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If a Port Falls in the Forest, Is That a Data Point?

ejourneys's picture

I will soon switch from taking 15 mg. of Xarelto twice/day to taking 20 mg. once/day. As I've written before, I am on blood thinner to treat the clot (deep vein thrombosis or DVT) caused by my chemo port.

Picking up the new pills kept me up that night, but only because I couldn't get this visual pun out of my head:

As my medical oncologist has said, there's a small chance that anastrazole may have played a role in the clot. Having quizzed others on my medical team about anastrazole, I also raised the issue with my pharmacist.

His response to my radiation oncologist's statement that anastrazole has been shown to increase disease-free survival but not overall survival was that this is true for many drugs, like those for hypertension or cholesterol. I got the impression that this was not a bad reflection on anastrazole, but instead was a fairly standard limitation among medications in general. Good to know.

The medical image used above is from Medscape's info on subclavian vein thrombosis, which states, "The incidence of this condition has increased remarkably over the past two decades because of the extensive use of central venous catheters in patients with cancer and other chronic medical conditions. The demand for a more standardized treatment of subclavian vein thrombosis is growing. However, until randomized data from well-designed trials are available, absolute statements about treatments cannot be made."

The more I read, the more it strikes me that (1) my type of port-induced blood clot is viewed as rare, but (2) the frequency of subclavian DVT is growing over time. In other words, subclavian DVT is rare because the technology is still relatively young. According to Nursing Link, "The use of implantable ports has grown tremendously since their first use in 1981….with more than 100,000 ports being implanted each year."

A small study published in 2010, covering the period from July 2007 to July 2008, found that, among 92 patients with ports, initial ultrasound showed that 64 had developed thrombi around the catheter without obstruction of venous flow and 3 had developed thrombi with obstruction of venous flow. Within a month, 4 patients with thrombi but no obstruction had developed an obstruction. Three others had developed an obstruction after one month. Of those, one patient had developed a pulmonary embolism.

My surgeon had told me that subclavian DVTs occur in about 3 percent of cases. Ports have been in use for 35 years. To keep the math simple, 35 years x (at least) 100,000 ports implanted per year = 3,500,000 implanted ports. Three percent of that = 105,000 patients who develop DVTs, or an average of 3,000 patients per year.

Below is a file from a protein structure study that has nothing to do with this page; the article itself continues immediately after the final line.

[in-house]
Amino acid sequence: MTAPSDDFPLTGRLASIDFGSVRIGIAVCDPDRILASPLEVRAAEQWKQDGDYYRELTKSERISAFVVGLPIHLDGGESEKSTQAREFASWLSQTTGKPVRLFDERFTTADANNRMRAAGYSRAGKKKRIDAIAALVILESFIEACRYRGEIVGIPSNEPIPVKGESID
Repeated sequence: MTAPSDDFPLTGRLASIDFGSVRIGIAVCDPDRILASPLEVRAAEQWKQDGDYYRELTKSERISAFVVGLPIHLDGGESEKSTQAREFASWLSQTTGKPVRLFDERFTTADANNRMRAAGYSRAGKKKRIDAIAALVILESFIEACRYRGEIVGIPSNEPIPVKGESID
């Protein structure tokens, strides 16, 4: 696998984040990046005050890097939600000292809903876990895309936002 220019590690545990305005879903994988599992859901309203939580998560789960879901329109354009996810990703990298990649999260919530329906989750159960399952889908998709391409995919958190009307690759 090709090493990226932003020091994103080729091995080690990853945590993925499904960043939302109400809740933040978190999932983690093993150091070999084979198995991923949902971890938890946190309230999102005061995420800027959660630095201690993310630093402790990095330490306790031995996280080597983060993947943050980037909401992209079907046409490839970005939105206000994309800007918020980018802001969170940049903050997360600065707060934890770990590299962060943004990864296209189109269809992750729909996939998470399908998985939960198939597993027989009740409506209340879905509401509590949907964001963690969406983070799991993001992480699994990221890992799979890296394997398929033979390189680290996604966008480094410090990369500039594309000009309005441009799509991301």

However, if we use the results of the study performed in 2007-2008 -- with the caveat that this is not a robust test due to its small numbers -- the percentage of patients developing DVT with obstruction rises to 7 out of 92, or 7.6 percent. If we apply that percentage to the whole, the patients who develop DVTs with obstruction = 7.6 percent of 3,500,000 implanted ports, which is 266,000, or an average of 7,600 patients per year.  (I am treating 100,000 patients getting ports per year as an average over 35 years, rather than as the result of an increase in implantations over time, because I don't have a longitudinal frequency curve.)

The bottom line is that the port-DVT relationship needs more study. The technology is sufficiently new that we just don't have enough data to reach a strong conclusion. Port-associated DVTs may be rare because they really are rare (relatively speaking), or because the truly accurate numbers haven't been generated yet and it's too soon to really know.

Having said all that, I would get a port again if the occasion arose (which I hope it never does). Given my situation, the benefits still outweigh the risks.


Large size

I did this up for Valentine's Day, using stencils made from images in Beeton's Book of Needlework.


Large size

Here I embellished an altered photographic self-portrait from about two years ago with a stencil made from William Peck's The Constellations and How to Find Them.

Lately I've been listening while doing my workouts to Vol. 2 of Edward Gibbon's The History of the Decline and Fall of the Roman Empire, a free audiobook courtesy of LibriVox. I hadn't exercised while listening to an audiobook before and have been enjoying the experience. I had read the ebook of Volume 1, courtesy of Project Gutenberg.

I am also about 4/5 through the extraordinary The Death of Cancer, written by Vincent T. DeVita Jr., MD and Elizabeth DeVita-Raeburn. I had learned about this book through Malcolm Gladwell's New Yorker article "Tough Medicine".

Gladwell writes, "DeVita’s book is nothing like Siddhartha Mukherjee’s magisterial 'The Emperor of All Maladies.' Mukherjee wrote a social and scientific biography of the disease. DeVita, as befits someone who spent a career at the helm of various medical bureaucracies, has written an institutional history of the war on cancer. His interest is in how the various factions and constituencies involved in that effort work together -- and his conclusions are deeply unsettling."

I'll say. This book gets into the nitty gritty, medical and political sausage making behind cancer treatment and research. Highly recommended.

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